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I am trying to compare the value of 2 instances of x inside an iterator.

x is a reference type containing its own data members. I am trying to compare one instance of x against another to determine if the values inside each are the same.

if (x.equals(x))

keeps evaluating to true when actually the value of each instance of x is different.


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what do you mean by 'each instance of x is different'? Can you actually provide a more concrete code? – notnoop Jul 9 '09 at 1:46
x.equals(x) is always going to be true.... so will x==x What do you really mean? – hhafez Jul 9 '09 at 1:47
Unless you have a completely out of whack implementation of equals(), you are comparing the same instance with itself by calling x.equals(x), and it will always return true. What are you trying to do exactly? – Jack Leow Jul 9 '09 at 1:47
@Override public boolean equals(Object o){ returns ! super.equals(o); } :D – hhafez Jul 9 '09 at 1:48
Please tell me that isn't the actual code you're using. From what you've posted, you're checking if object x is equal to itself, which should always return true. – InverseFalcon Jul 9 '09 at 1:50
up vote 8 down vote accepted

Assuming your code doesn't really look like this

X x = new X();

but more like

X x = new X();
X y = new X();

if(x.equals(y)) { }

And you are getting wrong values for x.equals(y) then your implementation of equals is broken.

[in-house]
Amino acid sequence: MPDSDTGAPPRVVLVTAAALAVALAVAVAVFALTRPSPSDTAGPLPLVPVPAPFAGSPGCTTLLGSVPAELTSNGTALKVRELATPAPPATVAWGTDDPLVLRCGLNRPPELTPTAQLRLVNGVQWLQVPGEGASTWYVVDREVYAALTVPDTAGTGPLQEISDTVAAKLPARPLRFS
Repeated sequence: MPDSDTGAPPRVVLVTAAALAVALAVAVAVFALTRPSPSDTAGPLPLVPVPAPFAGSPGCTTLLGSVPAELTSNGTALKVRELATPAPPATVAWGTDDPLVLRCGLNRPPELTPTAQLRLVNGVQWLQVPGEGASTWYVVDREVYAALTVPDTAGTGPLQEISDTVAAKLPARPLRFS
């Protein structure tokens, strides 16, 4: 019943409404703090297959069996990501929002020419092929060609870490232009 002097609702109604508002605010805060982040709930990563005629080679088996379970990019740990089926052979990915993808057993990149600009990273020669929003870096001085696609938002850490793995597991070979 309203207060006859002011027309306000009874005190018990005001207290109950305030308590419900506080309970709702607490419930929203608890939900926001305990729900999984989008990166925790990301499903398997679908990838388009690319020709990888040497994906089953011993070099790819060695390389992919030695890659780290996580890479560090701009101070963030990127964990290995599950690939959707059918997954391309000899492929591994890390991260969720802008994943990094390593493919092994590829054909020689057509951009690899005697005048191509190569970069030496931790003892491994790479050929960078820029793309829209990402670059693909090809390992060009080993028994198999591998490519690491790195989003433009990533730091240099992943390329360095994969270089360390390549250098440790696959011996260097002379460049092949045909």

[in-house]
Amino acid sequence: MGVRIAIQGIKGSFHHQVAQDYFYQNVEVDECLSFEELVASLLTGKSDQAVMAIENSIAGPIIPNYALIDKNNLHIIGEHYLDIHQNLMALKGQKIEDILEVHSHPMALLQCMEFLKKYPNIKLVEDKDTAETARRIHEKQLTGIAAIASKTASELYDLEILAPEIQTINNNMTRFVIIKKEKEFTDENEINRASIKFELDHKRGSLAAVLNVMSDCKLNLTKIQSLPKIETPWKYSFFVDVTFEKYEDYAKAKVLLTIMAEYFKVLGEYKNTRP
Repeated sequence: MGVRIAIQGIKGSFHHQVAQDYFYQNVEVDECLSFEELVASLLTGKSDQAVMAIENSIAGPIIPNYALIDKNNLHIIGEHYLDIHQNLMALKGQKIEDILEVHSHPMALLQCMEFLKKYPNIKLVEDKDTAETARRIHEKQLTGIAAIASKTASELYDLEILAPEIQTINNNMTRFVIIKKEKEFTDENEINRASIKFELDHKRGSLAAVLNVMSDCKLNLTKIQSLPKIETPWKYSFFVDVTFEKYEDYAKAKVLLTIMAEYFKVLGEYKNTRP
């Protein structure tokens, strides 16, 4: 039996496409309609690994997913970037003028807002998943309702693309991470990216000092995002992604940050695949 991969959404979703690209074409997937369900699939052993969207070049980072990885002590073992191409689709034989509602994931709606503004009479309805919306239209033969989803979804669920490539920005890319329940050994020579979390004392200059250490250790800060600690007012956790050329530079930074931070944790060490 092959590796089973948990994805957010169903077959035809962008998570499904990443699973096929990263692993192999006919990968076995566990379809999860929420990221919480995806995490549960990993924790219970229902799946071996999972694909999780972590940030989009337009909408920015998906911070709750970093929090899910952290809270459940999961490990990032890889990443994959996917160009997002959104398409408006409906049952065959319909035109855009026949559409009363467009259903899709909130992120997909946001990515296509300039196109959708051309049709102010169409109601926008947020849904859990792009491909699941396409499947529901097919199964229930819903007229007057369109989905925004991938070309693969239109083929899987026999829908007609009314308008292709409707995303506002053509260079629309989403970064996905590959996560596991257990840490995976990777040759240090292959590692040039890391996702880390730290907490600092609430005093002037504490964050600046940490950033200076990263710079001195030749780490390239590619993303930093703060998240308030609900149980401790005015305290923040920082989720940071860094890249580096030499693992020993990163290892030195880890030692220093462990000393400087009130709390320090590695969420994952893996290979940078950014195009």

Go to your Class X and check how equals is implemented. If it is not implemented in X check in the super class.

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This is a hard question to answer with the details given. They have to be objects and not primitives to have a .equals method. So has the equals method been overridden in a way that is causing faulty comparisons to be done? That would be the place that I would be looking at.

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The equals method in the Object class performs an instance-equals operation. it is common, however, for subclasses of Object to override this method to perform a relative-equals operation, where the values within the target object are tested against the values of the object in question. In your case, you are most likely using a subclass of Object that has overriden the equals method. It would be good to know how the equals method of your class X is implemented.

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It sounds like you are comparing references and not data.

EDIT: From the API doc for Object: "The equals method for class Object implements the most discriminating possible equivalence relation on objects; that is, for any non-null reference values x and y, this method returns true if and only if x and y refer to the same object (x == y has the value true). "

e.g. If 'X' or it's parent classes do not override equals then when you call equals then it will be comparing the references, which if they are the same object will always be the equal.

By the sounds of it you need to override the equals method in the class 'X', but then again, what you say seems to indicate that they are the same reference anyhow?

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yuh, how do I compare the data? – burntsugar Jul 9 '09 at 1:49
using equals() that is what it is used for – hhafez Jul 9 '09 at 1:49
No they are different references. Trying to override equals now. Cheers – burntsugar Jul 9 '09 at 2:06

I'm going to assume that your two X objects are actually different objects, and not mistakenly the same object. In this case, the problem is the equals() implementation for that class. Check your class and its superclasses for the equals() implementation, and make sure its actually comparing intelligently. If necessary, write your own.

class Square
    public int length;

    public boolean equals( Square s )
        return this.length == s.length;
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If you decide to override equals(), also override hashcode()

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